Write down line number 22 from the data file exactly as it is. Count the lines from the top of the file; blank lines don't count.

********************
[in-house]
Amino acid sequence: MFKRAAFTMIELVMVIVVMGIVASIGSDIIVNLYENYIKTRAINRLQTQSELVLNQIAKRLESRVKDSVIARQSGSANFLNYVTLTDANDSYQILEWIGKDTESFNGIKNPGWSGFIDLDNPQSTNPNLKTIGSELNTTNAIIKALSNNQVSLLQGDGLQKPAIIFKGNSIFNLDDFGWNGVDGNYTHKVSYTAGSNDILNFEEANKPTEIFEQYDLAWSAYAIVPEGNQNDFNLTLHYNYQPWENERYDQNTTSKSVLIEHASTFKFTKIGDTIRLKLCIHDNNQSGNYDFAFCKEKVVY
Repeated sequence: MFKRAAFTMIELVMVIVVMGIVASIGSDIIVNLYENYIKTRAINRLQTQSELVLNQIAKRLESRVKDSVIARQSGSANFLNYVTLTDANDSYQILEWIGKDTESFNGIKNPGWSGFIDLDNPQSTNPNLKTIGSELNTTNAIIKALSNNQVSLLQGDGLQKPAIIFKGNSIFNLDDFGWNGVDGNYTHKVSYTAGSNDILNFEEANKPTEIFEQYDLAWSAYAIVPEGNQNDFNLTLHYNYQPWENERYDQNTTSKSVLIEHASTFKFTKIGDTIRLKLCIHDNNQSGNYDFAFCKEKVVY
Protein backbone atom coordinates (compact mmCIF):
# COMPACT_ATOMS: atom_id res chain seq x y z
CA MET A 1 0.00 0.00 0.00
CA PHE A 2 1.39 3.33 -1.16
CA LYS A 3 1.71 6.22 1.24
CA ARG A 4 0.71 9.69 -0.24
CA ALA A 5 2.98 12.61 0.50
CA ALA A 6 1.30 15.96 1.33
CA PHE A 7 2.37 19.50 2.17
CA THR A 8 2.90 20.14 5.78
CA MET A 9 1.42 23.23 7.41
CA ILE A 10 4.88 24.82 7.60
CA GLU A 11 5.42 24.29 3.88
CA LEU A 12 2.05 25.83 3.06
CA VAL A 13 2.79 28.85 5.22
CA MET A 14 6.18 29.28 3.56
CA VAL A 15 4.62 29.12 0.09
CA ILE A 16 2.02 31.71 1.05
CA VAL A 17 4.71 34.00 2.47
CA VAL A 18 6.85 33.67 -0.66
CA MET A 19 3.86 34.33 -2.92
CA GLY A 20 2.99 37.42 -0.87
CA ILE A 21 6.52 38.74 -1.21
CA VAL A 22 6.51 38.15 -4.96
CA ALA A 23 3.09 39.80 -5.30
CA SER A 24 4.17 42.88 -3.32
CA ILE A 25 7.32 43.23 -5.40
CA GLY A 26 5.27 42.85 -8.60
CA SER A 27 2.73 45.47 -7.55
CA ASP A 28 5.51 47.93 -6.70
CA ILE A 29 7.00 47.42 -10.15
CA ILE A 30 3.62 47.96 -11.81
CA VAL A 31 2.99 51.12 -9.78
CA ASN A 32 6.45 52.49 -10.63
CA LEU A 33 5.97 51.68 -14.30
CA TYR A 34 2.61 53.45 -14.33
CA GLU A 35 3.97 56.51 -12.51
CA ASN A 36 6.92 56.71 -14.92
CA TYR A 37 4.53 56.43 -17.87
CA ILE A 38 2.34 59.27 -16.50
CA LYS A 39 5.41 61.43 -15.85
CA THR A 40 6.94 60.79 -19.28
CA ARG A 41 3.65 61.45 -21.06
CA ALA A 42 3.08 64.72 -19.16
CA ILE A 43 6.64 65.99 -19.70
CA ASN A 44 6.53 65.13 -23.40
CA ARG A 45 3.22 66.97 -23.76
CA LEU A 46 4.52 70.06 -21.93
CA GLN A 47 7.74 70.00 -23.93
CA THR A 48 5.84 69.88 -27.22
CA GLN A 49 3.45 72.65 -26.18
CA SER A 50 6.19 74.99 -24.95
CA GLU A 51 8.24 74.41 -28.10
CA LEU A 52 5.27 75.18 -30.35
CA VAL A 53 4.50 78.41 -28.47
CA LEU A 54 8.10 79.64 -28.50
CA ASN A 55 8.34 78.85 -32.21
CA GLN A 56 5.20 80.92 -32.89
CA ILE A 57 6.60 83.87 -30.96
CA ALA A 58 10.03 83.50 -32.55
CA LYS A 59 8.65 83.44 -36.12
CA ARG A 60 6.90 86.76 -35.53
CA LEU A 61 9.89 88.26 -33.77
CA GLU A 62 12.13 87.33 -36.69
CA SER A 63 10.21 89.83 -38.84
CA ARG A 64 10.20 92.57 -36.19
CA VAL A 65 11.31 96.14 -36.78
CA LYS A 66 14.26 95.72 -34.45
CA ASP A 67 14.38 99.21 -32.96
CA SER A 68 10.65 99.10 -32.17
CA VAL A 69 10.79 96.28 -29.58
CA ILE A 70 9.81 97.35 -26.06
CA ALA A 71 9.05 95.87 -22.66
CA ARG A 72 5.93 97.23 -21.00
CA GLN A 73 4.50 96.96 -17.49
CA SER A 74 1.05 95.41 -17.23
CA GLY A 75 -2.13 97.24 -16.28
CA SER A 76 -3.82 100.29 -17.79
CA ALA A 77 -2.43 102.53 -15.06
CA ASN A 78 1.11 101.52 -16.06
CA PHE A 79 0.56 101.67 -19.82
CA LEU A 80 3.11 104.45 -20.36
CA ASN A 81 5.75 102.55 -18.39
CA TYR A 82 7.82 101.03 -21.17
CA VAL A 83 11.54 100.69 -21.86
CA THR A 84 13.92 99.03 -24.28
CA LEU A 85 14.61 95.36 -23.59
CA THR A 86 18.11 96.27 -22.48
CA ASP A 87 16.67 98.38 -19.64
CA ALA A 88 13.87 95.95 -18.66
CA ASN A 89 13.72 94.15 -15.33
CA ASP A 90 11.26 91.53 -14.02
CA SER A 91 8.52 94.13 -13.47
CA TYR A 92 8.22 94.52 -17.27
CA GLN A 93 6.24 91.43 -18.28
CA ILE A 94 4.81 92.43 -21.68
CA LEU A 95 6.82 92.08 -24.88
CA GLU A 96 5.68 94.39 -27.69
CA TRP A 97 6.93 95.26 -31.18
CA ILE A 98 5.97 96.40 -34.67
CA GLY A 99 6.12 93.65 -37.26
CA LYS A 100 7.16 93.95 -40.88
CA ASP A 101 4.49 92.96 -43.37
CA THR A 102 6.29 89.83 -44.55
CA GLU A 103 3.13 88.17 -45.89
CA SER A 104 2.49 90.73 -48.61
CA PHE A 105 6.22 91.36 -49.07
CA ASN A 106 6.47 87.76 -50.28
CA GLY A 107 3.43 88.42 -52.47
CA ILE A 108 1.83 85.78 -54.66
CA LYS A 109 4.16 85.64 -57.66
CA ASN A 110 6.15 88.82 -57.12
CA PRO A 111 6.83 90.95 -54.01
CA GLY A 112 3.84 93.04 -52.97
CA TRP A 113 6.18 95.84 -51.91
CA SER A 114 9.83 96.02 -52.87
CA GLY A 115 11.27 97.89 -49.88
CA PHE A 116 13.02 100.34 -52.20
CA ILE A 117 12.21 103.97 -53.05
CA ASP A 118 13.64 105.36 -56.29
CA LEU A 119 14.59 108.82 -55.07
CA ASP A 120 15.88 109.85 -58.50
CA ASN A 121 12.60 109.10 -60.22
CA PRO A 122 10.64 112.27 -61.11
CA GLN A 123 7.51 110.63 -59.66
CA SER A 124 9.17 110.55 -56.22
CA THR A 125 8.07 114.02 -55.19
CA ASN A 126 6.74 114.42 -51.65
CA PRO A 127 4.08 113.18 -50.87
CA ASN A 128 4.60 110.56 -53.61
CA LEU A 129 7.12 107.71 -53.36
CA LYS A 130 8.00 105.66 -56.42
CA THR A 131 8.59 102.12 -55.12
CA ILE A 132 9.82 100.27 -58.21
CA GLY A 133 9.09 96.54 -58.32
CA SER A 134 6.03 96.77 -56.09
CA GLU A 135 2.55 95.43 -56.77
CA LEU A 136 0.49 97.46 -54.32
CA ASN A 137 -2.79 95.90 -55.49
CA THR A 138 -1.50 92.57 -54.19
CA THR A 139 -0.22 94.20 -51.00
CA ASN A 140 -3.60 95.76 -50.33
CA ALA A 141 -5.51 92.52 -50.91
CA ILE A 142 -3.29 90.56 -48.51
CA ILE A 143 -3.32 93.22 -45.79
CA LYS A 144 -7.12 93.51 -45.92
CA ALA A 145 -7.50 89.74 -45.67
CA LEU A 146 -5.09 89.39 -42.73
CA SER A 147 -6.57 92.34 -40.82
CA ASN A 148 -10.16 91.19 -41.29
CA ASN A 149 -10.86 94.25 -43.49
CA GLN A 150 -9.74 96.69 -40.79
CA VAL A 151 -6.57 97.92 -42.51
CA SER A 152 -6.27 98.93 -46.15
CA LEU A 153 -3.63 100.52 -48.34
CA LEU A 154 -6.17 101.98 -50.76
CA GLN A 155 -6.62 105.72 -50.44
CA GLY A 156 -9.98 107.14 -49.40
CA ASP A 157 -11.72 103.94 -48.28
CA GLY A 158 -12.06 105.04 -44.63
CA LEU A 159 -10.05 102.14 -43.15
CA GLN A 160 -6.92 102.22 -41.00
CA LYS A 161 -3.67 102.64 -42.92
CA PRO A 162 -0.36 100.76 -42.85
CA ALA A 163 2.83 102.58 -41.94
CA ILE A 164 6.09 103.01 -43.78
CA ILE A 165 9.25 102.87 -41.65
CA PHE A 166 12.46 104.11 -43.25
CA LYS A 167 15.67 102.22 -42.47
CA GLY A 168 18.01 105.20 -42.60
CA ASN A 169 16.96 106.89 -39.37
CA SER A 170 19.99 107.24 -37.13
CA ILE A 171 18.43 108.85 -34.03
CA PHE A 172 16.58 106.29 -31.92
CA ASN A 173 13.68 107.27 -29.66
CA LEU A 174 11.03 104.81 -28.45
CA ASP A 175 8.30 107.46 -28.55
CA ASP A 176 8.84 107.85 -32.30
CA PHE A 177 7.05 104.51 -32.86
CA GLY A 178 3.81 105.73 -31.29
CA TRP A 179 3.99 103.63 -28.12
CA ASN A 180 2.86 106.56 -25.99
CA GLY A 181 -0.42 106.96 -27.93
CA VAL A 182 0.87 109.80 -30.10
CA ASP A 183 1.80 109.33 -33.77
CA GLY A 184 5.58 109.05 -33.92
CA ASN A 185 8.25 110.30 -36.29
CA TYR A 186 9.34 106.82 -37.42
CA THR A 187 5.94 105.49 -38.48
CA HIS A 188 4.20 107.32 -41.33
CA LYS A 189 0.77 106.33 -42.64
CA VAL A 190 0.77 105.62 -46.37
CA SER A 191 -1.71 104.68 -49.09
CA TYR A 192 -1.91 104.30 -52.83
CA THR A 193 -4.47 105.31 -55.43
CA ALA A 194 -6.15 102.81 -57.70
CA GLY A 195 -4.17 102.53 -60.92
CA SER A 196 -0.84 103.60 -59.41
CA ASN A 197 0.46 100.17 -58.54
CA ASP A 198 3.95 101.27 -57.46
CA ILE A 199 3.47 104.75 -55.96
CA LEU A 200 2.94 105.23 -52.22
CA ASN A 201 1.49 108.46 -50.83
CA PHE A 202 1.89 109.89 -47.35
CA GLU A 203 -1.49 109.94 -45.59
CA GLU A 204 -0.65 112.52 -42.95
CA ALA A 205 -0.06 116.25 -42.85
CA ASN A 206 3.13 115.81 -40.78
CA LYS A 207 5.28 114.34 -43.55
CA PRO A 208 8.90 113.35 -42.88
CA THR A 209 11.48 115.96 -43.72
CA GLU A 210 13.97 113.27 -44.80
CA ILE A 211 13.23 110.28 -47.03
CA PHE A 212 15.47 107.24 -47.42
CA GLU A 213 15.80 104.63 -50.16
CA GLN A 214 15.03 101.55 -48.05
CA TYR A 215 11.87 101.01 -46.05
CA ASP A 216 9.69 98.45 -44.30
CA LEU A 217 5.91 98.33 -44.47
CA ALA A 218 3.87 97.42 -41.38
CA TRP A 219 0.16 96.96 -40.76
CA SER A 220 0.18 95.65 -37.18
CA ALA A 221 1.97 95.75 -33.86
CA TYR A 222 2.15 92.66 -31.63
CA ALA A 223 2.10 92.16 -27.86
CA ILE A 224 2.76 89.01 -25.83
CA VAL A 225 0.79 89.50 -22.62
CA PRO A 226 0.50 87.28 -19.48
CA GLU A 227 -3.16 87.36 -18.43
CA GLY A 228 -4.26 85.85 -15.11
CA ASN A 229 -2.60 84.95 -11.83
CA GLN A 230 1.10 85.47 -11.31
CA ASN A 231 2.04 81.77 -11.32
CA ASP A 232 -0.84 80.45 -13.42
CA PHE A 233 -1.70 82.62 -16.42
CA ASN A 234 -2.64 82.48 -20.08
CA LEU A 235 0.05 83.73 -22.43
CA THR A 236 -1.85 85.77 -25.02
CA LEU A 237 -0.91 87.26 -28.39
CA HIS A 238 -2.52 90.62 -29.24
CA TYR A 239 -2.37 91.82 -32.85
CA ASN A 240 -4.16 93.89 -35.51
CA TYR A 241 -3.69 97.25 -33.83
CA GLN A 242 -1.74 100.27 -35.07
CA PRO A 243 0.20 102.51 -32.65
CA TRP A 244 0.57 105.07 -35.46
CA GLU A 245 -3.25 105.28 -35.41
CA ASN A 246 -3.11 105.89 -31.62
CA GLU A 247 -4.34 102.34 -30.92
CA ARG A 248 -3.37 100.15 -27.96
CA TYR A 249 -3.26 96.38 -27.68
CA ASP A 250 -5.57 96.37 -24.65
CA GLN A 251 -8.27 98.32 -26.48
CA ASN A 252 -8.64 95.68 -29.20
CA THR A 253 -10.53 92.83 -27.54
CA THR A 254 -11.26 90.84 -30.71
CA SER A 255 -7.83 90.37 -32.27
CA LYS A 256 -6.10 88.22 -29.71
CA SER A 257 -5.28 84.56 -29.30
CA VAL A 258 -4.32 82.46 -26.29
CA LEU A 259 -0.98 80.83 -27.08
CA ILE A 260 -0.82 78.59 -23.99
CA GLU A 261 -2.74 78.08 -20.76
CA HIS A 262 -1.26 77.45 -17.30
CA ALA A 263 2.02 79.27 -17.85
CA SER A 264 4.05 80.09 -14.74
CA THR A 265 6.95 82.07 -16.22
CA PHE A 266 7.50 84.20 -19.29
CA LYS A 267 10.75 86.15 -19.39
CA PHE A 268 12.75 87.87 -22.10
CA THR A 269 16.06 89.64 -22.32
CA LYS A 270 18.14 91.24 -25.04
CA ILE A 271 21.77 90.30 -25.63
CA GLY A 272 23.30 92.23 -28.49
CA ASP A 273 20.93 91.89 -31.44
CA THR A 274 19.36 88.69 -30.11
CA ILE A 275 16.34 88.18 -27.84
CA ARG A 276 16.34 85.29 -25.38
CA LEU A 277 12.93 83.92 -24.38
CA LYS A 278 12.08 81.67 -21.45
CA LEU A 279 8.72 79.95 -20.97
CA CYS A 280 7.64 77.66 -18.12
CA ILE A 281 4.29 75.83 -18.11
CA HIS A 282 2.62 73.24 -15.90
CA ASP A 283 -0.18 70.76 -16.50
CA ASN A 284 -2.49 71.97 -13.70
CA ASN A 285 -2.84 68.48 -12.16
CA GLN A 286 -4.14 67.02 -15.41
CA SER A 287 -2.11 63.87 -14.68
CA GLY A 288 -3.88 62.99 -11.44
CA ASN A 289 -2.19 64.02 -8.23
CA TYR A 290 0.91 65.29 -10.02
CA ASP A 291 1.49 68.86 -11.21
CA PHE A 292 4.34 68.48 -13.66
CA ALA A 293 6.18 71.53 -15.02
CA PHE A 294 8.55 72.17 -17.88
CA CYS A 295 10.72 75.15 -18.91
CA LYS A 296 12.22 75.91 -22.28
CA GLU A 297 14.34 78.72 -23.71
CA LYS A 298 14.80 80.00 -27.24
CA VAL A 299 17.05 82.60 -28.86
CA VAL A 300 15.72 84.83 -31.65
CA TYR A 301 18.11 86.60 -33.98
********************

CA VAL A 17 4.71 34.00 2.47